JD Edwards EnterpriseOne

Hi all,

We have an IBM iSeries machine model 520, with 6 G Ram and a total of 480 G Hard drives memory. We plan to implement JDE on this machine. What are the requirement for JDE to run acceptable on a IBM machine? Can our machine support the challenge, we plan to upgrade the memory and add more hard drives?

Thanks.
se_1581Asked:
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Gary PattersonVP Technology / Senior Consultant Commented:
System requirements vary depending on a lot of factors, but key factors include the number of users and number of transactions.  For example, if you have 20 users, and use the system to process 200 order per day, you won't need nearly the capacity that you need to support 2,000 users processing 20,000 orders.

In the sales process, JDE will ask all of the system sizing questions, and give you capacity requirements - you really need to work with them to come up with system requirements.

- Gary Patterson
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se_1581Author Commented:
Sorry, I forgot to give the number of users and orders. An average it will be 50 users and 200 orders a day. I just need a third party opinion, we are doing the sizing document and they will come up with 2 solutiosn, one is to upgrade the existing system, the other to buy a new one. But comments like "the architecture of your Iseries cannot provide a platform for the new JDE", made me look around for some other opinions.

Thanks,

Stelian
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tliottaCommented:
Stelian:

Four elements seem potentially questionable.

First, please provide info on your current processor. With a newer processor feature, the probability of irritating slower response times would decrease. Response times might be fine even with lower capability processor options, but it's hard to tell.

Second, I'd expect that almost all recommendations will include adding 2GB memory to come up to 8GB total. I don't personally believe it's necessary, but most sites will not implement work management configurations that efficiently utilize 6GB. Adding the memory is a way to reduce reliance on performance technical support.

Third, what types of drives? 35GB? 70GB? IMO, you have sufficient capacity. However, the number of drives/arms may be more important depending on types of workload. And again, work management configuration would have significant impact.

Finally, is JDE going to be "the" use of this system? That is, what secondary and/or alternative applications or functions will be done? Is there any big intention of using networked file serving from the IFS? Will there be heavy printing to network printers? Will there be significant green-screen apps in use? Ad hoc query?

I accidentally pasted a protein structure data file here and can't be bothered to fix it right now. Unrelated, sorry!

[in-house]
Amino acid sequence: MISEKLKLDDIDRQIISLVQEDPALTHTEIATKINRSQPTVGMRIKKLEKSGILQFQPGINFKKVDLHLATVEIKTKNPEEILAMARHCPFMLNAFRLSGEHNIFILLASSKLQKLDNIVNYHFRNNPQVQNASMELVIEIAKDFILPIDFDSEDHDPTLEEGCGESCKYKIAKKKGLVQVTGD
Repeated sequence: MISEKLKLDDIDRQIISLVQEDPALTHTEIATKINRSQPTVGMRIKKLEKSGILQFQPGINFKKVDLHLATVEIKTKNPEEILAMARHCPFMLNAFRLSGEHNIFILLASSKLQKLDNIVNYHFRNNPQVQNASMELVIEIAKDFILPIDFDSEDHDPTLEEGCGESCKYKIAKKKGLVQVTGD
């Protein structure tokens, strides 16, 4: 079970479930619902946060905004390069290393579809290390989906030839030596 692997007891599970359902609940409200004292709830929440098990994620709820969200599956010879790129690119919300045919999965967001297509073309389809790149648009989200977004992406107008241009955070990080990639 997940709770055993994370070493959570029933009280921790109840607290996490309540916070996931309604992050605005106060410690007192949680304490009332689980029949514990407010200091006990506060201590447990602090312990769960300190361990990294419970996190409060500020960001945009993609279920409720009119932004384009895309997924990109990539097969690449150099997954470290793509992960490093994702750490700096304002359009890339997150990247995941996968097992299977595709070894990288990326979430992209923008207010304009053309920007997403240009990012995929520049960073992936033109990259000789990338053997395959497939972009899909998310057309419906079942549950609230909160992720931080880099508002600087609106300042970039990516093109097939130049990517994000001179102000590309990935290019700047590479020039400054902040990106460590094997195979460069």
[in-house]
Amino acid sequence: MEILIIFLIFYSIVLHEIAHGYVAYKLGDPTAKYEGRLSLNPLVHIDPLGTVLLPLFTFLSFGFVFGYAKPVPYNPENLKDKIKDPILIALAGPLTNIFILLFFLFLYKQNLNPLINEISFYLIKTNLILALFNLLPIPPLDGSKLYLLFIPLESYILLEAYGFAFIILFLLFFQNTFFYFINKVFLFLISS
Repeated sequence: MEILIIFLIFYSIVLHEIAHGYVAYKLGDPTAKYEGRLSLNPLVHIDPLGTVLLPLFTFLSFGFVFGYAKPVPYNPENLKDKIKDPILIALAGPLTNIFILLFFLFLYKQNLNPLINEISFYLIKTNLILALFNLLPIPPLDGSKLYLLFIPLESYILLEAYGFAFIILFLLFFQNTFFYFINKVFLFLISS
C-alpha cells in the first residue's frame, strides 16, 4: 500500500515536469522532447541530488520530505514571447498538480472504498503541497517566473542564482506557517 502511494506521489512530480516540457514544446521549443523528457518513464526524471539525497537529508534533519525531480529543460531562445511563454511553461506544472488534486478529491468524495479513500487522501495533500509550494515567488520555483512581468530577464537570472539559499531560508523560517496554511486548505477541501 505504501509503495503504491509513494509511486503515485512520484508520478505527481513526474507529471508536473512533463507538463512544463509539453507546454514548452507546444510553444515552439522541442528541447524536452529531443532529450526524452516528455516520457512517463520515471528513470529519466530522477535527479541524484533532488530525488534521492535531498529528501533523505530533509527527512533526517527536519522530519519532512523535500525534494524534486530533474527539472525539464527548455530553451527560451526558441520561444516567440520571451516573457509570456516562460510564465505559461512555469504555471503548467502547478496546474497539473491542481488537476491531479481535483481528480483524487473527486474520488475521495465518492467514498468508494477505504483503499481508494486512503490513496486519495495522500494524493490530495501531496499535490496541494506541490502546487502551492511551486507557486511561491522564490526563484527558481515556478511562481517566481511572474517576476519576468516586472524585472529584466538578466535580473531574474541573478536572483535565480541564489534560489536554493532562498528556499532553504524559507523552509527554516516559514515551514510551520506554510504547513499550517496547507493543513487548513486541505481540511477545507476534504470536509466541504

If such a system were handed to me to configure and administer, I wouldn't be especially concerned over JDE on a 6GB, 480GB, 520 for 50 users at 200 orders per day. I expect that Gary could make it decently usable as well.

But I also expect that this system will have a relatively basic support staff with application experience and minimal system experience. As such, attention would go towards more and faster hardware.

You seem right near acceptable levels as things are. Possibly just a couple hardware adjustments will bring you into standard IBM recommendations for JDE at your level.

Tom
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MurpheyApplication ConsultantCommented:
Hi Stelian,

"the architecture of your Iseries cannot provide a platform for the new JDE",
This is NOT true, fact is that some JDE suppliers prefer an other platform for several reasons:
- Not enough inhouse knowledge to support
- to less work to get it up and running
- more profit on other servers
- not IBM preferred supplier
- big bonus systems from other server suppliers

One of our sister companies, switched to an other platform on 01-01-2008, because the "Salesperson " told them it was better faster and more stable... now 11 month later they have 3 servers instead of 1, 1 balance server to balance the workload and some response times on inquiries of over 30-40 seconds.

"better faster and more stable"  lol who believes a salesperson. :)

Ask the JDE supplier to make a calculation for the AS/400 and ad 10% to that.... (because he is probably a salesperson)

Good luck and wisdom,
Murph
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